It’s bedtime, in fact past bedtime, as usual, and my daughter lies in her little bed beneath her little duvet with little fairies embroidered on it. I have kissed her good night and moved next door to the room with the computer. There is a bit of rustling and then I hear her voice, clear and steady.
If you’re happy and you know it clap your hands!
Slowly, then quickly …
If you’re happy and you know it, andyoureallywanttoshowit,ifyou’rehappyandyouknowitclapyourhands!
Verse after verse of clapping hands, stamping feet, being happy.
Does it mean she’s happy? I think so. I’d like to think so. Does she know what happiness is? Do any of us? Is feeling loved happiness? Knowing someone else you love feels loved? I know that I am happy, listening to her at that moment.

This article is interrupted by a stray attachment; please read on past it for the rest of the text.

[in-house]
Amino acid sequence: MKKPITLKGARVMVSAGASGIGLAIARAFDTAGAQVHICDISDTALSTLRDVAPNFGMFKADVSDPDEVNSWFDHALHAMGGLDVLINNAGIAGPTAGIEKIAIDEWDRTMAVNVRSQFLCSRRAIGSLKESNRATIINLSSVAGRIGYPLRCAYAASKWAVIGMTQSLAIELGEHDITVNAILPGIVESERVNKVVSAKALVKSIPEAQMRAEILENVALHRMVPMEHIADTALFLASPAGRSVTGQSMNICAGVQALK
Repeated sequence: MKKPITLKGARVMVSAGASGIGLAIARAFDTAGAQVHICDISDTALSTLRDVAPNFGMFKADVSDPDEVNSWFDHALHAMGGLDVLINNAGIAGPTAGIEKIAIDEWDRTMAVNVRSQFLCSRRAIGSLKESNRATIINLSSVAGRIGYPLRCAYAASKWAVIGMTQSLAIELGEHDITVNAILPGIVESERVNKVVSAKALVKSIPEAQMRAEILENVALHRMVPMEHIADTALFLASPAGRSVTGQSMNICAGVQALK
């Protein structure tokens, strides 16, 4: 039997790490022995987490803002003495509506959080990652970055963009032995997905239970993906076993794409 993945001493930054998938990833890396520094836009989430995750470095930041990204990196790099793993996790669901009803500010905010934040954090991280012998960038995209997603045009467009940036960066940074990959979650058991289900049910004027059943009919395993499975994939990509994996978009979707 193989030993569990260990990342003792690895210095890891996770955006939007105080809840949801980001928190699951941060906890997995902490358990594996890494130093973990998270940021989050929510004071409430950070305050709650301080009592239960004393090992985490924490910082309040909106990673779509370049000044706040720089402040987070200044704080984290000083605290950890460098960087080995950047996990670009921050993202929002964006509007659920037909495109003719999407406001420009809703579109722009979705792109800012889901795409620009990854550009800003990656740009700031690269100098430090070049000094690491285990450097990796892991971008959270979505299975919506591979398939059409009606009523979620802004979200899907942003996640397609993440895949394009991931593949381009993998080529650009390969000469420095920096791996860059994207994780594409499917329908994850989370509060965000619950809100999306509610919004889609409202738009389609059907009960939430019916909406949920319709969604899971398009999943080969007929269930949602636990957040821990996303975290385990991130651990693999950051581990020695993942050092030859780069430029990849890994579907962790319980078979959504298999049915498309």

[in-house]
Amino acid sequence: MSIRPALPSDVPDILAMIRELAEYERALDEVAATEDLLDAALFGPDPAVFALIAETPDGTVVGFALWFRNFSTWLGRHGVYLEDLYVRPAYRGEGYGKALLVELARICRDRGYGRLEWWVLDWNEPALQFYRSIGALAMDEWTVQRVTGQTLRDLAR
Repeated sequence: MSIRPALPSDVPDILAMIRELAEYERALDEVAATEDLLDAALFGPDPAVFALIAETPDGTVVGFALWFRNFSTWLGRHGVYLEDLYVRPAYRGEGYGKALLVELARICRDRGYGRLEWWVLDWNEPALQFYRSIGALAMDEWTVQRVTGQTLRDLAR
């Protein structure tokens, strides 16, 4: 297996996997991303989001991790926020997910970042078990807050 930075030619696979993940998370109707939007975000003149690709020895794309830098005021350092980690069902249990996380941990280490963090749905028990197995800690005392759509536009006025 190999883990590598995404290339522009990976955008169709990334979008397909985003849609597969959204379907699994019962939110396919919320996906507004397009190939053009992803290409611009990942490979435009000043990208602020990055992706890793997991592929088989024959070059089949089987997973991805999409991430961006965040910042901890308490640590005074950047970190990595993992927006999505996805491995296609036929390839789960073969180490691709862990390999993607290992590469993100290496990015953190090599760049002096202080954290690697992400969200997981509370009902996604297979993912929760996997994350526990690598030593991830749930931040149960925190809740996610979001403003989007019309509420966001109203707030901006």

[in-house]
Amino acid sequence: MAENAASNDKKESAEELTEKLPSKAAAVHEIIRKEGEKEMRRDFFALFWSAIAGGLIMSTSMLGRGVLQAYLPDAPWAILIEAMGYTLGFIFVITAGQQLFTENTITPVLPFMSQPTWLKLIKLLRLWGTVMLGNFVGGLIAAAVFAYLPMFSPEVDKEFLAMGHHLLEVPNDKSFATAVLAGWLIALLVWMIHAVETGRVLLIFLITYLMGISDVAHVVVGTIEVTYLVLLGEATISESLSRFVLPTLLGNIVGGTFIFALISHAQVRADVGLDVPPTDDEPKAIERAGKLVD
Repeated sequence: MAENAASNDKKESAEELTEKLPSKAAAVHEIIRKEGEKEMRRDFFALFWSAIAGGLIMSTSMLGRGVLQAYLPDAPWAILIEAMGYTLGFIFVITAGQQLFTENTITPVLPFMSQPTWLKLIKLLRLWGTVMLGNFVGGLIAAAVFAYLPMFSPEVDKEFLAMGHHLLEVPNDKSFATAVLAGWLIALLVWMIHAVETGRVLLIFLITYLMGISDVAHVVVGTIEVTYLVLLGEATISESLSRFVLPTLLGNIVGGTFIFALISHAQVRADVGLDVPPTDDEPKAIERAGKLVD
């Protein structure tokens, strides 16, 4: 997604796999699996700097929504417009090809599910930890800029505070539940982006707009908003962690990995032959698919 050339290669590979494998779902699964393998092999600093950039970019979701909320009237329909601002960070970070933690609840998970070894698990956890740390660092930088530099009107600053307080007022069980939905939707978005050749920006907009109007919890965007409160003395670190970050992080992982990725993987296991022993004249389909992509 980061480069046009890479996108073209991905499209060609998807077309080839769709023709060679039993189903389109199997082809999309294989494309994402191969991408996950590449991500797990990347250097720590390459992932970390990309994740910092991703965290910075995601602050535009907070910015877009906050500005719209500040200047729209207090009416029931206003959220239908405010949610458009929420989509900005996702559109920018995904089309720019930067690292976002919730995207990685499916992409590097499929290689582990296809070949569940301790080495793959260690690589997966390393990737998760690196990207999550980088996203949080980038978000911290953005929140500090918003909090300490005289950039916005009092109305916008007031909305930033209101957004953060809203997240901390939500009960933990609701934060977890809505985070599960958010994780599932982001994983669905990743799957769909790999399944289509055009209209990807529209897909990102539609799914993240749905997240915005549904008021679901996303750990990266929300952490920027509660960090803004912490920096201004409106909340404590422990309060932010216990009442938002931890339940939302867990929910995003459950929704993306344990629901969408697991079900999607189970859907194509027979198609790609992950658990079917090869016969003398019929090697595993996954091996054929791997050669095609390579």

Did the sad boy in the photo sing contentedly to himself as he fell asleep at night? I hope he did, at one time. I asked my mother who he was and she said she thought he was her half-brother. You can imagine he might have been a little sad, if you know the story. You can imagine she might have been sad if you know the story. Her father, one moment here, the next on a different continent. Then with a different family. There was a lot of sadness around, in those days. You were lucky if you weren’t gripped by it. You took happiness where you could find it; in small things, in minor, everyday, joys.
The singing has tailed off into thumb-sucking. A couple of moments later I peer through the doorway and her thumb has slipped from her lips. Her head is in profile, as if in silent communication with the gaggle of soft toys. The pillow is splashed by her milky-coffee curls. She looks content, serene; asleep in her little, happy, world.